A common misconception is that marching bands play out of tune, but I have heard it said, “only bad marching bands play out of tune.” Tuning is an integral beginning to every rehearsal. The first sound at our rehearsals is a concert Bb, played by our first trumpeter. The ensemble then sings that pitch before playing it. Each wind player is tuned individually, thanks to tuner apps on smart phones as well as several small, hand-held tuners we distribute, this process only takes three minutes.
    We then play tuning exercises. A favorite is to divide the ensemble into upper and lower voices. One group sustains a concert Bb, while the other group plays an ascending Bb scale against it; halfway up the scale, we typically reverse the roles, or play the remainder in unison. We also play chorales and songs such as our school alma mater, The Star Spangled Banner, or even our fight song played in a slow, legato style to work on tuning. This also helps build student familiarity with the music, killing two birds with one stone.
    In a typical marching rehearsal, the director is stationed high above the ensemble. We rent a 26-foot-high scissor lift for the season, which we keep centered on the 50-yard line, roughly eight to ten feet from the sidelines. Although this is terrific for seeing the entire band in formation, it is not always the best vantage point for listening. The band is not judged by how it sounds to those directly in front but by how it sounds to an audience that is seated farther away. The sound I hear, high above but relatively close to the ensemble, is often different from how it will sound to spectators or adjudicators.
    Compounding the difficulty is the extensive front ensemble we use. The balance between on-field instruments and those on the front sidelines is impossible to gauge from up above. It is not uncommon for me to be up high, while Thom Hannum assesses the sound from field level, standing 75-80 feet away. This may not be an option for everyone, but the more rehearsal time you can get in a stadium, the more accurately you will be able to assess your ensemble’s sound in a realistic performance setting.
    Outdoor tone quality can be a frequent battle. What may have been an impressive fortissimo indoors can lack the same effect when played outdoors, spread across a football field. There is typically a tendency to overcompensate, which can lead to poor tone quality and even larger balance problems. Some may disagree, but I am okay with letting students test their limits. They need to first produce the sound, and then can be taught the line of acceptable tone. I would much prefer a student be able to produce a big sound and have to pull it back, than have him struggle to produce enough sound.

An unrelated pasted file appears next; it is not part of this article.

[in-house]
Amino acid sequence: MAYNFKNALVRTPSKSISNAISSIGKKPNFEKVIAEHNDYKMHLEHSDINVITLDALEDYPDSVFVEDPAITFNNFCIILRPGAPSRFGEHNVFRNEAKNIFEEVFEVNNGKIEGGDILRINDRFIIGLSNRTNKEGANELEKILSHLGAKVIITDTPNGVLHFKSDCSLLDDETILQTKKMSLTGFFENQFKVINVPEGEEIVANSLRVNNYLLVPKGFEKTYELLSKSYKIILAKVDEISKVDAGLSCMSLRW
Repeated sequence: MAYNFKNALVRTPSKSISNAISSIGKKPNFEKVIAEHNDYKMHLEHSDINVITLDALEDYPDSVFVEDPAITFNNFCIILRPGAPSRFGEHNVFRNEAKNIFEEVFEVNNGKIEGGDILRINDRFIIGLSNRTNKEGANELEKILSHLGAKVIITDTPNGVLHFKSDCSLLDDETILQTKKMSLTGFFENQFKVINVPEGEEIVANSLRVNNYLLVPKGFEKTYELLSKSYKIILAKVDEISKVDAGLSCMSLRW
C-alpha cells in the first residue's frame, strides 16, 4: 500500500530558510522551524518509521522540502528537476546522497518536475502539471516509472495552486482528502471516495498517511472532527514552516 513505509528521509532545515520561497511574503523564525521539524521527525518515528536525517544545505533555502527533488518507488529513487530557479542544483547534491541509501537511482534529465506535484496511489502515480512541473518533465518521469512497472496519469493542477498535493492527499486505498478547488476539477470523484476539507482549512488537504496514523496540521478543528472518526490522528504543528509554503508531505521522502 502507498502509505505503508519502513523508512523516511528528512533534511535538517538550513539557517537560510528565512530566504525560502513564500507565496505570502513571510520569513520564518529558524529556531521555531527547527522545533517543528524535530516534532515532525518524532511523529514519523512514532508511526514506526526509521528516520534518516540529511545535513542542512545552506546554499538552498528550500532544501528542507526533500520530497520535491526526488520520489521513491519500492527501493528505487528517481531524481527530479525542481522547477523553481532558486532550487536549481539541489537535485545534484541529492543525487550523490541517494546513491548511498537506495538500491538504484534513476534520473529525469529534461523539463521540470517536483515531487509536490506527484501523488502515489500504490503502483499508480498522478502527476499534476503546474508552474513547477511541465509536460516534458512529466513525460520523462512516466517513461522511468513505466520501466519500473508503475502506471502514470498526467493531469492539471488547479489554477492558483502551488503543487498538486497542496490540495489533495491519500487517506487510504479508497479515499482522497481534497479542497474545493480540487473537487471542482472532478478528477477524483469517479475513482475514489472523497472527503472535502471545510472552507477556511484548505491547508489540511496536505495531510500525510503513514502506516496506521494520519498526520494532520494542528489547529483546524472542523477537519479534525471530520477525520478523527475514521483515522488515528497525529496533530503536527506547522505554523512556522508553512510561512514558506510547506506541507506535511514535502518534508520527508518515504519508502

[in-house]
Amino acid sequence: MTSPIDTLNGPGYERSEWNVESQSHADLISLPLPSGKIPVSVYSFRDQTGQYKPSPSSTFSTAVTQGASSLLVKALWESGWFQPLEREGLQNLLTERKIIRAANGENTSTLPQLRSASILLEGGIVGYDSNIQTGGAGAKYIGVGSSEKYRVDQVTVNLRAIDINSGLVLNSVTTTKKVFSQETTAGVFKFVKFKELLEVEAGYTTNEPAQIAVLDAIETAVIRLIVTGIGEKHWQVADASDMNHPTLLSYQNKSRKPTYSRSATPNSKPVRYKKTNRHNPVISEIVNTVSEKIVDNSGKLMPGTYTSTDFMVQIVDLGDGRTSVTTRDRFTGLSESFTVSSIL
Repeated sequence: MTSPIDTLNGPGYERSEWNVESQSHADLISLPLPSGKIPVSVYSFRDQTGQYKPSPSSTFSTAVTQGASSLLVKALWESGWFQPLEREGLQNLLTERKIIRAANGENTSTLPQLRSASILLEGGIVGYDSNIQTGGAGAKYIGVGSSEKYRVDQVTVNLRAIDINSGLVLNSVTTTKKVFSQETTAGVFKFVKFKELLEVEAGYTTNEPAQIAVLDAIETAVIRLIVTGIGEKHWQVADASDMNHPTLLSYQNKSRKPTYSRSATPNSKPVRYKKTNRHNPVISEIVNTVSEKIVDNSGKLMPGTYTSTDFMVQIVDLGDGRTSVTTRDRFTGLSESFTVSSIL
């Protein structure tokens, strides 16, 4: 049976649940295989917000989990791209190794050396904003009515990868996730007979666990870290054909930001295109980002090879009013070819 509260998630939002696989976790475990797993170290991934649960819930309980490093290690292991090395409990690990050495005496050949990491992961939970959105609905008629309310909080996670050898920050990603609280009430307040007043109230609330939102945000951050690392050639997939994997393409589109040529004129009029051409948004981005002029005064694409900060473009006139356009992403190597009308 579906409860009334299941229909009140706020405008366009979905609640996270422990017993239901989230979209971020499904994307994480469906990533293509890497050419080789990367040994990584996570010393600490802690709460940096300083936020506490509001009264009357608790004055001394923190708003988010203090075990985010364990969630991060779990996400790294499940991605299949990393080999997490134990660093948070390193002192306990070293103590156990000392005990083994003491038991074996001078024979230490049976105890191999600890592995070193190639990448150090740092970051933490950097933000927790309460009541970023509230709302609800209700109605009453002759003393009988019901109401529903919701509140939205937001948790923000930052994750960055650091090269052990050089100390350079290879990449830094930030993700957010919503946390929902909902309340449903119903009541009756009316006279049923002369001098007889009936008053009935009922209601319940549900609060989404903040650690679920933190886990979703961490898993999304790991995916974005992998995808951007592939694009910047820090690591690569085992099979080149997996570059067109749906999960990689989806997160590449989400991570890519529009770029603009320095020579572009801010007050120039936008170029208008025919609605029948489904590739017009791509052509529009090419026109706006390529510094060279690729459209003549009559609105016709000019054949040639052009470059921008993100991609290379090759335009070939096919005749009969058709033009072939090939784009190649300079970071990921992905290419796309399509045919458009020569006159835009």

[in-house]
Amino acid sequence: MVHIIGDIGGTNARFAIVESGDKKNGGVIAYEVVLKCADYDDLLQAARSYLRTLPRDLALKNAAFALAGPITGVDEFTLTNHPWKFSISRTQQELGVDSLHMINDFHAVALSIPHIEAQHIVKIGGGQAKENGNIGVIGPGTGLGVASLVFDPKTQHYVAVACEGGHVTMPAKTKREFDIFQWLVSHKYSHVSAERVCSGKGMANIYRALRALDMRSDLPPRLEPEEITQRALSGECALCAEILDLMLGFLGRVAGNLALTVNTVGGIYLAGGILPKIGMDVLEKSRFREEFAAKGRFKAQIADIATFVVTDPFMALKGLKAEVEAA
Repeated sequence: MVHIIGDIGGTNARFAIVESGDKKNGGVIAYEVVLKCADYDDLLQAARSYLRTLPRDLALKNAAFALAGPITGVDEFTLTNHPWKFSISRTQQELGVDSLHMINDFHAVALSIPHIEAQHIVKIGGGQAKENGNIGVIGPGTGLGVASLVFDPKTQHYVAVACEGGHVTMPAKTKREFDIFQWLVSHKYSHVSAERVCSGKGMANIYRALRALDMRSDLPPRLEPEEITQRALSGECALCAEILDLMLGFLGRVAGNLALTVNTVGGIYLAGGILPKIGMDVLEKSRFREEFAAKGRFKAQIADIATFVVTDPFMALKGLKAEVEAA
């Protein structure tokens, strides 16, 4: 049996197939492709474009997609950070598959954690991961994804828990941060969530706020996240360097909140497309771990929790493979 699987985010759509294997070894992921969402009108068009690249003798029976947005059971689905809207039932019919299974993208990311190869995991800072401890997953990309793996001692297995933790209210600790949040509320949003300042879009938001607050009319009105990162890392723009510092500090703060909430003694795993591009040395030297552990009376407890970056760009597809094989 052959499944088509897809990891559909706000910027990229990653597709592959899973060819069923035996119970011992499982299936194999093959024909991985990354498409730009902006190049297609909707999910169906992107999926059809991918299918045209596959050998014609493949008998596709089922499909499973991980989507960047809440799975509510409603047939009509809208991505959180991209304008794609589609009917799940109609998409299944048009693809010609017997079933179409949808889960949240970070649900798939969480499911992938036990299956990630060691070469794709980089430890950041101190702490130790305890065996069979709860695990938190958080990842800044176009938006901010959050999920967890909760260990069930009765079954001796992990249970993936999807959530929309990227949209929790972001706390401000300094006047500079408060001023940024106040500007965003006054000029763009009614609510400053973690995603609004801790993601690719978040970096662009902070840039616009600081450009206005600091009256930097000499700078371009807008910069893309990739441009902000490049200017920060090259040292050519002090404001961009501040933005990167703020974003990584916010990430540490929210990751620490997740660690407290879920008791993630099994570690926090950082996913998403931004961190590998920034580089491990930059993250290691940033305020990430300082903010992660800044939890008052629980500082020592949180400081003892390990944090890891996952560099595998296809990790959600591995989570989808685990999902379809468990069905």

The entire range of dynamics often should be reassessed when moved outdoors. Softer moments, such as a solo passage in a ballad, can only be judged effectively based on how they sound from the audience. Anything on the soft side of the spectrum may need to be increased a level from how it was played indoors.
    Entrances and releases for wind players can be problematic in any setting, but they are magnified when on the field. Articulation is important; we all know how mushy a concert band with poor articulations can sound. Much marching music requires a strong entrance to have the desired effect; as such, it is imperative that band members correctly interpret articulations.
    Many directors arrange music for their students. When arranging, I am meticulous about notating articulations. I do not want to leave interpretations of the sound I have in mind to chance. If the music is marked well, the onus then falls on the band staff to make sure each student is playing the articulations as written. By the time marching is added to the equation, musical elements such as articulations and dynamics should be so automatic that students don’t have to think about them.